Paul Begala's, Anti-War Imagery and the Iconography of Hate, at TPMCafe brought me back to the 70s, a time when American life, at least in my recollection, seemed far less self assured. With the benefit of hindsight I believe I can see why. The nation was unconvinced of the vision laid out by the dreamers of the day. While Mr. Begala may be correct in his views, I don't think the Democratic Party's fall from grace in the public mind had as much to do with Vietnam as it did with the rejection of the hard work which was part and parcel of the 70's narrative. Energy conservation efforts fizzled in the mid 80s, the nation turned away from the hard slog and is now facing the effects of that choice. Fortunately, I believe the Democratic narrative of the late 70s is far more compelling now, although it may need a new party to tell it well. While I enjoyed Begala's version, let's take a look at the Dude's version of That 70's Show.
The anti-Vietnam War, anti-corporate sentiment that carried the Democratic Party to victory in 1976 gave the nation President Jimmy Carter. As a testosterone fueled, hockey playin' teen, I thought Carter was something of a whimp. Looking back, I think I missed his wisdom and courage in the manic haze of my adolescence. Here was a guy who ran on, inter alia, the desperate need to wean the nation from it dependence on petroleum, as this excerpt from his address announcing his candidacy in 1974 attests:
We can then face together the tough long-range solutions to our economic woes. Our people are ready to make personal sacrifices when clear national economic policies are devised and understood.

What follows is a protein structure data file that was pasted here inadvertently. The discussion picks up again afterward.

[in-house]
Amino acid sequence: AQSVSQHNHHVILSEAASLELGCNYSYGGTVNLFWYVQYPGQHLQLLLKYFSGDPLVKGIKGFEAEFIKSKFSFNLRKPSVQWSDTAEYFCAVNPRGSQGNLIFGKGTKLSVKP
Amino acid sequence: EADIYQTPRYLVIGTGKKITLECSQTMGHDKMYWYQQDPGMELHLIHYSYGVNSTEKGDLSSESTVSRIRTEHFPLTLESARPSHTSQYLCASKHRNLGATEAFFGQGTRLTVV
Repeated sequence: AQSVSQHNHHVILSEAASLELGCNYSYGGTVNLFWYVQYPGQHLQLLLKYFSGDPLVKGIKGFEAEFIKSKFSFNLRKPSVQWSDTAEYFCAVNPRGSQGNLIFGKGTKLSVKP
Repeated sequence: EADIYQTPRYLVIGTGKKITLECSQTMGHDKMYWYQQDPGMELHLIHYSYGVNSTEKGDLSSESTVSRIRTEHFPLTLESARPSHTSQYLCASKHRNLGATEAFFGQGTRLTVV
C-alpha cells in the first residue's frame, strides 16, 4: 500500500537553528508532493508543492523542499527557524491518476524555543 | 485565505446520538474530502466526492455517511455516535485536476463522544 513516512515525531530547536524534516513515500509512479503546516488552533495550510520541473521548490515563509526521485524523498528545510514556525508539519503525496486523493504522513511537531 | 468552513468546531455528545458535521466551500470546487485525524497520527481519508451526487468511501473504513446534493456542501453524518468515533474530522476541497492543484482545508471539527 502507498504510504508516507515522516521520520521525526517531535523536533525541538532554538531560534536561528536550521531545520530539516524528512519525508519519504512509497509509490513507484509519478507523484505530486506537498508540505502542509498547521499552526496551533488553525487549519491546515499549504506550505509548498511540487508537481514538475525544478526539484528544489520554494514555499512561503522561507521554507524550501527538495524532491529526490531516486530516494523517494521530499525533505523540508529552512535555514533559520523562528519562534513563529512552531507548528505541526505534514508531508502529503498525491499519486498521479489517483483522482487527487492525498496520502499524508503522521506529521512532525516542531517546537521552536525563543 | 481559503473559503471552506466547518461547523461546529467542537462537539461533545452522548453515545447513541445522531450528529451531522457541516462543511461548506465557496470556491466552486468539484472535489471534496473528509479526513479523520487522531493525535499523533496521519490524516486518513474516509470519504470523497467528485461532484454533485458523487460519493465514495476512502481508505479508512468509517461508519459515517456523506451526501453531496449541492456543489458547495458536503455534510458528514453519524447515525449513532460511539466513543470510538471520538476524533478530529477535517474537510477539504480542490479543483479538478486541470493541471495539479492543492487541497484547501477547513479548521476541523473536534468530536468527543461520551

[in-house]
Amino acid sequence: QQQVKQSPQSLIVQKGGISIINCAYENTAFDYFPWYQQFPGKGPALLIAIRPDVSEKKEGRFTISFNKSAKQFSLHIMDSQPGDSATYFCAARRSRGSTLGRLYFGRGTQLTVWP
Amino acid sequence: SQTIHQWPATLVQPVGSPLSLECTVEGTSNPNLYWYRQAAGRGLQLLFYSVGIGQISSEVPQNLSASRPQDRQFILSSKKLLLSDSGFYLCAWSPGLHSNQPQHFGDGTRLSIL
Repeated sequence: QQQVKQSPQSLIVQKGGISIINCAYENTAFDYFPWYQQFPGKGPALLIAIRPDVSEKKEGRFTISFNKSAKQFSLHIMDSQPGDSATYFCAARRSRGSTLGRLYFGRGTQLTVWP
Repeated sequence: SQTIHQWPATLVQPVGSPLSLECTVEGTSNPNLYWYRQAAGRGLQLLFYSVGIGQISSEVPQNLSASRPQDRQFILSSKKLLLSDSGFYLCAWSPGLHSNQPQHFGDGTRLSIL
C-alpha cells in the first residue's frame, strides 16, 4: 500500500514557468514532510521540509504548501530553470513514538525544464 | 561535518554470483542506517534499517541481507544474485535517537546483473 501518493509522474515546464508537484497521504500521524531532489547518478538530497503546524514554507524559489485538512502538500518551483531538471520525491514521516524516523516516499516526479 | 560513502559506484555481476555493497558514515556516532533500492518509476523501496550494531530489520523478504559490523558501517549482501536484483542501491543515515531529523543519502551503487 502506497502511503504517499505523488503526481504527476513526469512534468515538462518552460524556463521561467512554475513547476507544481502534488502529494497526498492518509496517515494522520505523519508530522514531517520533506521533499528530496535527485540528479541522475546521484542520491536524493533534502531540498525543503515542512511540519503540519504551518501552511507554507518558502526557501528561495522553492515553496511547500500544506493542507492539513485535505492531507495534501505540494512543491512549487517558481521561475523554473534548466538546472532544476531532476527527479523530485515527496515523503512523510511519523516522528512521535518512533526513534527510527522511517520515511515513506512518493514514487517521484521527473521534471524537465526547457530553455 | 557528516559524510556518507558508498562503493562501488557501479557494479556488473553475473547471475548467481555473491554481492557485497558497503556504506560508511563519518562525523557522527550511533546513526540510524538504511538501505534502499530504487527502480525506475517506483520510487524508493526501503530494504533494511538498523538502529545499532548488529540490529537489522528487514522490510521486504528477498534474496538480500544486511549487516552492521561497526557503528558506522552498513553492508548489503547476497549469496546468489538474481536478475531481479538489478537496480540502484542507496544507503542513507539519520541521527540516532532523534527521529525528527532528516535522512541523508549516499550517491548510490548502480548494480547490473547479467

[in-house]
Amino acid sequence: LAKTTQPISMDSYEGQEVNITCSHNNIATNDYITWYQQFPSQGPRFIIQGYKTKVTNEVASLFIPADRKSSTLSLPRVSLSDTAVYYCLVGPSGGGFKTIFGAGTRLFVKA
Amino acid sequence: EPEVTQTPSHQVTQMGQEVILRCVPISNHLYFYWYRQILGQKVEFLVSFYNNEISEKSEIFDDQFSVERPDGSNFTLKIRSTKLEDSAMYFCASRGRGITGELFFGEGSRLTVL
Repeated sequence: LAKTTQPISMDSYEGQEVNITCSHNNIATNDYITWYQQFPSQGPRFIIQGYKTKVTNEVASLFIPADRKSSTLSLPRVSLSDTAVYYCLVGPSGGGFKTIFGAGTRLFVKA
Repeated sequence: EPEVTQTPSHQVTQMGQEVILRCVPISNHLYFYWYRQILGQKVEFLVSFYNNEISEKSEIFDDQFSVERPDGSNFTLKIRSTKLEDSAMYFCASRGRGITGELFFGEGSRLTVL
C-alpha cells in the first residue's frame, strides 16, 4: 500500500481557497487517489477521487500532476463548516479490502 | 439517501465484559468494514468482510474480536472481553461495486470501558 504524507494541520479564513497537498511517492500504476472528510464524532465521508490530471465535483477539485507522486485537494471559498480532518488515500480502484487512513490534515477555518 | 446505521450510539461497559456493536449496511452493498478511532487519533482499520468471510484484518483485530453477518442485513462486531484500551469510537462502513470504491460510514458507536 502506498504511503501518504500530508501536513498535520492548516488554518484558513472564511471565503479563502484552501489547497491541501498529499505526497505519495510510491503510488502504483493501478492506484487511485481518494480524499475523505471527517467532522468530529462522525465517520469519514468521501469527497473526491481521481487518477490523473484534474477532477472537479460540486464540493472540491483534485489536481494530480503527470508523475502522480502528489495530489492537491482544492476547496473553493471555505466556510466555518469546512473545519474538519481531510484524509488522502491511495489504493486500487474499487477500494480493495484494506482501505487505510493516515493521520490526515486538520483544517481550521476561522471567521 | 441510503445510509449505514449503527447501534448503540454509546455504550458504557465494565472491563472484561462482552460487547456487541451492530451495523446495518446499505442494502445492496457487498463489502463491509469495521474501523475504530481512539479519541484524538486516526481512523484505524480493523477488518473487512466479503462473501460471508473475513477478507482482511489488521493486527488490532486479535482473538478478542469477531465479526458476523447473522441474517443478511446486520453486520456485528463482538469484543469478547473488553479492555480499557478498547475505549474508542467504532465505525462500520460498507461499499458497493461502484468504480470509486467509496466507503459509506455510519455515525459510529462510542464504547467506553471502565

We are grossly wasting our energy resources and other precious raw materials as though their supply was infinite. We must even face the prospect of changing our basic ways of living. This change will either be made on our own initiative in a planned and rational way, or forced on us with chaos and suffering by the inexorable laws of nature.
While energy independence was and is a common plank, what made Carter unique in my book is his willingness to risk losing the office telling the same story. Reading his 1980 State of the Union speech (warning: the references to Iran and Afghanistan might bring chills up your spine) you can still see the same message
The crises in Iran and Afghanistan have dramatized a very important lesson: Our excessive dependence on foreign oil is a clear and present danger to our Nation's security. The need has never been more urgent. At long last, we must have a clear, comprehensive energy policy for the United States.
As you well know, I have been working with the Congress in a concentrated and persistent way over the past 3 years to meet this need. We have made progress together. But Congress must act promptly now to complete final action on this vital energy legislation. Our Nation will then have a major conservation effort, important initiatives to develop solar power, realistic pricing based on the true value of oil, strong incentives for the production of coal and other fossil fuels in the United States, and our Nation's most massive peacetime investment in the development of synthetic fuels.
Even though Carter and the Democrats lost the White House in 1980, the spirit of conservation was awakened sufficiently to bring down US dependence on imported oil from over 45% in the mid 70s back down under 30% in the mid 1980s (oil products supplied to the US market declined from a peak of 18.8 mbd in 1978 to 15.2mbd in 1982 and an average of 15.8mbd from 1981-1987, currently 20.5mbd). However, it seems to me that the long run vision of Carter was ignored. In econo-jargon, oil dependency wasn't a cyclical issue but a structural one, the national response was cyclical.
source: US DOE, EIA click graph for bigger picture